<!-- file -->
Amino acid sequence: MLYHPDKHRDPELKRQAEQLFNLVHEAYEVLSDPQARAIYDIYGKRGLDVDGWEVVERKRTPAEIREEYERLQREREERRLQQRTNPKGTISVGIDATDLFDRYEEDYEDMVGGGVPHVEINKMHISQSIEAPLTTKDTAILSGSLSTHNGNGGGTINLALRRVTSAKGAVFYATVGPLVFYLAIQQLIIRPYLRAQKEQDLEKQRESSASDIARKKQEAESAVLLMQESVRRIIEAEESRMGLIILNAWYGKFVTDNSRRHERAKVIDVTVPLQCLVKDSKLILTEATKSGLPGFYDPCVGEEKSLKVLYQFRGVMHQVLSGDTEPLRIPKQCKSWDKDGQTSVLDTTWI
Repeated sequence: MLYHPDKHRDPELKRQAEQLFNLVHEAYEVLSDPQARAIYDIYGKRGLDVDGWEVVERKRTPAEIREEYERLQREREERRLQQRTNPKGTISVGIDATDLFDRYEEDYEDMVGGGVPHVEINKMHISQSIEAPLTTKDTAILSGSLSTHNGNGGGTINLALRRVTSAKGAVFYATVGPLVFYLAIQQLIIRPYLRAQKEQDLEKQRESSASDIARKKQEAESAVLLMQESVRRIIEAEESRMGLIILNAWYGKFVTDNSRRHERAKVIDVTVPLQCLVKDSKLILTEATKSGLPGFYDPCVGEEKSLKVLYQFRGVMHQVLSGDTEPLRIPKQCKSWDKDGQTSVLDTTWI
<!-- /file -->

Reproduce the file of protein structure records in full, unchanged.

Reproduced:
Amino acid sequence: MLYHPDKHRDPELKRQAEQLFNLVHEAYEVLSDPQARAIYDIYGKRGLDVDGWEVVERKRTPAEIREEYERLQREREERRLQQRTNPKGTISVGIDATDLFDRYEEDYEDMVGGGVPHVEINKMHISQSIEAPLTTKDTAILSGSLSTHNGNGGGTINLALRRVTSAKGAVFYATVGPLVFYLAIQQLIIRPYLRAQKEQDLEKQRESSASDIARKKQEAESAVLLMQESVRRIIEAEESRMGLIILNAWYGKFVTDNSRRHERAKVIDVTVPLQCLVKDSKLILTEATKSGLPGFYDPCVGEEKSLKVLYQFRGVMHQVLSGDTEPLRIPKQCKSWDKDGQTSVLDTTWI
Repeated sequence: MLYHPDKHRDPELKRQAEQLFNLVHEAYEVLSDPQARAIYDIYGKRGLDVDGWEVVERKRTPAEIREEYERLQREREERRLQQRTNPKGTISVGIDATDLFDRYEEDYEDMVGGGVPHVEINKMHISQSIEAPLTTKDTAILSGSLSTHNGNGGGTINLALRRVTSAKGAVFYATVGPLVFYLAIQQLIIRPYLRAQKEQDLEKQRESSASDIARKKQEAESAVLLMQESVRRIIEAEESRMGLIILNAWYGKFVTDNSRRHERAKVIDVTVPLQCLVKDSKLILTEATKSGLPGFYDPCVGEEKSLKVLYQFRGVMHQVLSGDTEPLRIPKQCKSWDKDGQTSVLDTTWI